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How to Take Professional Headshots

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Knowing how to take headshots is an outstanding photography skill. From Instagram bloggers to business owners and actors – they all need a professional headshot to strengthen their image.

Where do you start when it comes to taking headshots? We have all the information in this article.

A triptych headshot portrait of a woman with blonde hair

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Get to Know Your Clients

Taking a professional headshot begins before you even pick up a camera. Knowing your client’s needs is essential for doing a good job! It also lets you learn about the location and gear needed.

Is your client a lawyer, or a fitness instructor? Are they looking for business portraits or corporate headshots? A lawyer most likely needs a traditional headshot. This means a solid background and a business suit. And a studio would be a safe location choice.

A fitness instructor would want something more casual. They’ll be wearing some sort of athletic outfit. And the session could take place in a gym space. It could even involve small props to show what sort of exercise they teach.

These are very different needs! I recommend having this discussion before committing to do the shoot. Sometimes the client wants something that you’re not equipped or willing to shoot.

The more questions you ask, the better. You’ll feel more at ease, and your client will know they’re in good hands.

Over time, you’ll develop your own questions. Some good ones to ask include:

  • What industry do you work in, and how would you describe your brand?
  • Do you have a specific idea about the headshot?
  • Where will you be using these photos?
  • Do you have brand colours that we need to work with? Do you have a location already in mind?

A portrait of a woman in green sitting at a coffee table

Keep the Shot List Simple

The term “headshot” applies to professional portraits of all kinds. Long gone are the days of traditional headshots that showed only the shoulders and head.

Many people want a variety of shots that show everything from portraits to the full body! It’s easy to get carried away with a long shot list.

Headshot sessions have lower prices. They also include far fewer photos, and variety is a bit more limited. I recommend the following different headshot list:

  • Headshot in outfit #1; smiling and serious
  • Upper body in outfit #1; smiling, serious, and looking off-camera
  • Headshot in outfit #2; smiling and serious
  • Upper body in outfit #2; smiling, serious, and looking off-camera
  • Full body (if requested); leaning, walking, power pose

Each client’s needs will be a bit different. Add or subtract from this list as needed for each specific session. Back to the fitness instructor example. They may want a photo showing them jogging or sitting at a weights machine in a gym.

One great idea to get the ball rolling on headshot poses is to create a joint Pinterest board with your client. You create the board and then add them to it. This way, you can both pin images and share ideas for the shoot.

Let them know that the pins can reflect anything they like. This includes lighting, wardrobe, pose, facial expression. They can edit the caption to let you know what they like about that picture

This is also a great tool for involving the client in the process. It’ll make them feel more comfortable with the upcoming shoot.

Diptych portrait photography of a little girl posing outdoors

Determine the Usage Rights and the Rates

As a professional photographer, you should work with a signed contract that has all the basics covered. For headshot photography, be sure that the usage rights for the client cover all their needs. This includes marketing, social media, and everything between.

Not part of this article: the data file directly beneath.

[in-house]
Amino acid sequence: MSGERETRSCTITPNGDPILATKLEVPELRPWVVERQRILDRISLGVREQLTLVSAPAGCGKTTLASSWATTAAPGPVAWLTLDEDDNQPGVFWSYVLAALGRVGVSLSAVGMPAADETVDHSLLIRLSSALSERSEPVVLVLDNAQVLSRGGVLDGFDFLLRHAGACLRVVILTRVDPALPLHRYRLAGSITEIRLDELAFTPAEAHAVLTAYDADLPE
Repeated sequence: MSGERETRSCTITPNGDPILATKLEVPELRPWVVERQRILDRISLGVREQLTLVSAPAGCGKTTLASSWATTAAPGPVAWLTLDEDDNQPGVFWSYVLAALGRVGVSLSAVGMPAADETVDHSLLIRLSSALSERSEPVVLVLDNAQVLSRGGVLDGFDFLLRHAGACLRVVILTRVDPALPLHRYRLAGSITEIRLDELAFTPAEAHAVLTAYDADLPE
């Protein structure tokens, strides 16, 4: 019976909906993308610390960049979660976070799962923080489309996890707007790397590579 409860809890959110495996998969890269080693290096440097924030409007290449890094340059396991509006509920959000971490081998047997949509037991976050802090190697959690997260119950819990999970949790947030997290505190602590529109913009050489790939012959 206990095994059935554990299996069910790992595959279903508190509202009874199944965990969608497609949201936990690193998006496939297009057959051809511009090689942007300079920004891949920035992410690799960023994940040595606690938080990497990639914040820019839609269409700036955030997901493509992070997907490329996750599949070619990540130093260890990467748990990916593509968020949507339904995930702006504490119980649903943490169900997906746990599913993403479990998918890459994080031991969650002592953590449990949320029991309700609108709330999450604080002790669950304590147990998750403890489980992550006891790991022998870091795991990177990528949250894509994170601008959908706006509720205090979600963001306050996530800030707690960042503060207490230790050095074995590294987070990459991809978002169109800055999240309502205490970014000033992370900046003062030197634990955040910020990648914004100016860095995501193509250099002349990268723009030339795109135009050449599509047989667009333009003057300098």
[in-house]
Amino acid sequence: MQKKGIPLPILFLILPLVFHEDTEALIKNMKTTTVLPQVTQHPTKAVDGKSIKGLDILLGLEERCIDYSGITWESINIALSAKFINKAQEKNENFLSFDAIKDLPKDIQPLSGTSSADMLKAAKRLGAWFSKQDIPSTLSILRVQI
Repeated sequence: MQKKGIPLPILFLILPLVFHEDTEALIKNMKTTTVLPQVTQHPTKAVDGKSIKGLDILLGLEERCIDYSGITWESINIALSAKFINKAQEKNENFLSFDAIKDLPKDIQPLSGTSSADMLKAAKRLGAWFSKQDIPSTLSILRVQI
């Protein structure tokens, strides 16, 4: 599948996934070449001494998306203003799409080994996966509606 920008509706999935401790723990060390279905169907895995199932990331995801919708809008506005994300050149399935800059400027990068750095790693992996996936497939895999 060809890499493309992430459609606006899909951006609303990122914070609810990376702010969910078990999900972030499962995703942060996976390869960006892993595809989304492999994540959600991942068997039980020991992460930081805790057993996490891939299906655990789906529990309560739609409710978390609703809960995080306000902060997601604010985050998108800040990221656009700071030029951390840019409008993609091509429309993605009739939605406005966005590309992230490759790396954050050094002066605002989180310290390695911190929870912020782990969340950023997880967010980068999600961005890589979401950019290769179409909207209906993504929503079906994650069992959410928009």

Ask for permission to use their image in your marketing. You can either do this through a separate model release or in the contract.

When you’re talking about contract needs, you’ll also be discussing your rate. Rates can vary depending on the market in your part of the world. Headshot photography sessions tend to be quicker. This means lower rates and fewer final images.

Be sure to do some online research for headshot photography packages in your area. And consider reaching out to fellow headshot photographers near your base.

A headshot of a female in glasses by a whiteboard

Discuss the Dress Code

You cannot take great headshots without a suitable outfit. Your client might have a stylist that they work with for their wardrobe.

But often your clients turn to you for the advice! I recommend keeping the outfit classic and timeless. This way, the photos have a longer shelf life.

Keeping things classic and simple means avoiding busy patterns or unflattering colours.

Black is a classic neutral, but it can often wash out people’s skin tone. Fire-engine red sometimes seems oversaturated. A red with a deeper tone is better.

Anything that plays up the colour of their eyes is a great choice.

You can break these rules if your client loves an item or if they feel amazing in it.

If the client’s brand calls for certain colours or clothing pieces, you’ll need to incorporate those. A chef may want his white jacket on over his clothing. But a life coach may want to appear relatable and casual.

My biggest advice is making sure the client is comfortable in the final clothes. A person who is too self-conscious will not be comfortable in front of a camera.

Outdoor headshot photo of a young woman

Pose Your Subject for Better Headshots

The days of formal poses and stiff subjects are long gone. This doesn’t mean that your clients don’t need posing instructions, though! To keep a relaxed vibe to any pose, I like to give clients gentle guidance on body positioning.

Keeping your client engaged will avoid them holding a pose for too long.

Here are a few tips for approaching posing:

  • Posture is key – Most people will need reminders to check their posture and straighten up.
  • Have them look away until you count to three – I like to have the client look away while I set up my camera. Once I’m in position and ready, they look at the camera on the count of three and give me a fresh smile.